A quick cruise through the user profiles of YouTube members confirms that I am not alone in providing inaccurate profile information. Given the above, allow me to suggest that, unlike their counterparts responsible for transactional settings, the creators of online social and communication spaces are not preoccupied with authenticating the true identities of its users. Does authentication not occur in social spaces online? This is a question I began to explore within the confines of the YouTube community.

Video Sharing and the YouTube Community
For those who have been hiding under a shell, or simply have not been paying much attention to the media hype enjoyed by the video sharing website YouTube.com, this website had its official debut in November 2005, and by summer 2006 was the fastest growing website on the internet. In November 2006, the start-up was purchased by Google Inc. for a purported $1.65 billion US. In addition to sharing music videos and movie/television clips, the YouTube allows amateurs to post videos or share their experiences and/or opinions via vlogs. Consequently, YouTube has created several internet celebrities, several of whom have gone on to experience fame beyond the YouTube community. While some of these YouTube celebrities have achieved fame as a result of their film making talents, others have done so as a result of contested online identities.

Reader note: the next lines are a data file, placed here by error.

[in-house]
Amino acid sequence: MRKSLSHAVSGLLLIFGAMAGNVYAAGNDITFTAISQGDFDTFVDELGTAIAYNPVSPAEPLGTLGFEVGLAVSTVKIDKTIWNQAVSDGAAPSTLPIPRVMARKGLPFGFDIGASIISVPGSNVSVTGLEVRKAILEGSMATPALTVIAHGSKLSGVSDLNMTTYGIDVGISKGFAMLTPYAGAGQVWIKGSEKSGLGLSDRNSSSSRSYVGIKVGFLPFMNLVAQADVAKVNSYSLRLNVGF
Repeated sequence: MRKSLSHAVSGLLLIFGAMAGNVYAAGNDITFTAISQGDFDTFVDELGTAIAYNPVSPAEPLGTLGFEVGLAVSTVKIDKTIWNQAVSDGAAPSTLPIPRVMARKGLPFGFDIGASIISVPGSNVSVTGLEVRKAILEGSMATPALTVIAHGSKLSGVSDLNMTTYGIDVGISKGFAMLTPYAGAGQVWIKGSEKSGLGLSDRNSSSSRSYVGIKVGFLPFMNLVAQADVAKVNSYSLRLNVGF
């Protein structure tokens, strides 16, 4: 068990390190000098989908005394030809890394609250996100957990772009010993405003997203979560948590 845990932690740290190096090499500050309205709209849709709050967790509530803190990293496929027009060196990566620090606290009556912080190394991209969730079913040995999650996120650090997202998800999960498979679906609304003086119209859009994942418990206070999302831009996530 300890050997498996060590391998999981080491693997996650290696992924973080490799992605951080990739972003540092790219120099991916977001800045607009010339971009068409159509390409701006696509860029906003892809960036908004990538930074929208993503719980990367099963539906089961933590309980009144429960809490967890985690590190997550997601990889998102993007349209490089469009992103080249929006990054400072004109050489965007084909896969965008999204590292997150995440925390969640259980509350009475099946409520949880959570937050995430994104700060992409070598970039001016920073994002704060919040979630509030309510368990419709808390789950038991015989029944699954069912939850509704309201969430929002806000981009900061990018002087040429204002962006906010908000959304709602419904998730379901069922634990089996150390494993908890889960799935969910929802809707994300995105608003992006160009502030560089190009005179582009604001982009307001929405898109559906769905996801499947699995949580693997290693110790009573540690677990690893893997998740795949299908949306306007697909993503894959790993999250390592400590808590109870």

This past week a viral video posted on YouTube entitled Bride Has Massive Hair Wig Out made national headlines after receiving over 2 million hits. The clip appears to be an amateur recording of a twenty-something woman chopping her hair off during a tantrum an hour before her wedding. Debate immediately emerged regarding the authenticity of the video. As it turns out, the clip was an initiative launched by hair product company Sunsilk Canada, and the individuals in the video are aspiring Canadian actresses.